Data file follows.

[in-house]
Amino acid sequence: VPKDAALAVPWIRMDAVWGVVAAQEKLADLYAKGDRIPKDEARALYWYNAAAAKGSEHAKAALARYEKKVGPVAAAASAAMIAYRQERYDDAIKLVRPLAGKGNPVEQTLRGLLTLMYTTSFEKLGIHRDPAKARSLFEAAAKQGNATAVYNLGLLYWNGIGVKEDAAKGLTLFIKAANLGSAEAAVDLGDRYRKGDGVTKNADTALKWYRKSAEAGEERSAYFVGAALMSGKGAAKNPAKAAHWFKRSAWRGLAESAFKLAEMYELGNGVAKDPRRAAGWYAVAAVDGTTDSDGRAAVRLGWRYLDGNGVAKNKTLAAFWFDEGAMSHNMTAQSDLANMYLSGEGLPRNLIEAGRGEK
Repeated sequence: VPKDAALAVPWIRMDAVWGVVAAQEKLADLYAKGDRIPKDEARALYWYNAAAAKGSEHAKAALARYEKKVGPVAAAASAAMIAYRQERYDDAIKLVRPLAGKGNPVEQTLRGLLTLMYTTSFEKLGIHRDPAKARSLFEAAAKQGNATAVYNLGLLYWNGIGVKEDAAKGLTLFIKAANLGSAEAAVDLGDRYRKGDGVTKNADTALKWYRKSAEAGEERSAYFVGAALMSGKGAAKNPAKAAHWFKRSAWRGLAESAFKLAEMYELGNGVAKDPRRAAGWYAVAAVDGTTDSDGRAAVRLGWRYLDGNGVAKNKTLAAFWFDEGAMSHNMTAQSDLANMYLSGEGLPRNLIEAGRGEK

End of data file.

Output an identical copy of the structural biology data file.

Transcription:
[in-house]
Amino acid sequence: VPKDAALAVPWIRMDAVWGVVAAQEKLADLYAKGDRIPKDEARALYWYNAAAAKGSEHAKAALARYEKKVGPVAAAASAAMIAYRQERYDDAIKLVRPLAGKGNPVEQTLRGLLTLMYTTSFEKLGIHRDPAKARSLFEAAAKQGNATAVYNLGLLYWNGIGVKEDAAKGLTLFIKAANLGSAEAAVDLGDRYRKGDGVTKNADTALKWYRKSAEAGEERSAYFVGAALMSGKGAAKNPAKAAHWFKRSAWRGLAESAFKLAEMYELGNGVAKDPRRAAGWYAVAAVDGTTDSDGRAAVRLGWRYLDGNGVAKNKTLAAFWFDEGAMSHNMTAQSDLANMYLSGEGLPRNLIEAGRGEK
Repeated sequence: VPKDAALAVPWIRMDAVWGVVAAQEKLADLYAKGDRIPKDEARALYWYNAAAAKGSEHAKAALARYEKKVGPVAAAASAAMIAYRQERYDDAIKLVRPLAGKGNPVEQTLRGLLTLMYTTSFEKLGIHRDPAKARSLFEAAAKQGNATAVYNLGLLYWNGIGVKEDAAKGLTLFIKAANLGSAEAAVDLGDRYRKGDGVTKNADTALKWYRKSAEAGEERSAYFVGAALMSGKGAAKNPAKAAHWFKRSAWRGLAESAFKLAEMYELGNGVAKDPRRAAGWYAVAAVDGTTDSDGRAAVRLGWRYLDGNGVAKNKTLAAFWFDEGAMSHNMTAQSDLANMYLSGEGLPRNLIEAGRGEK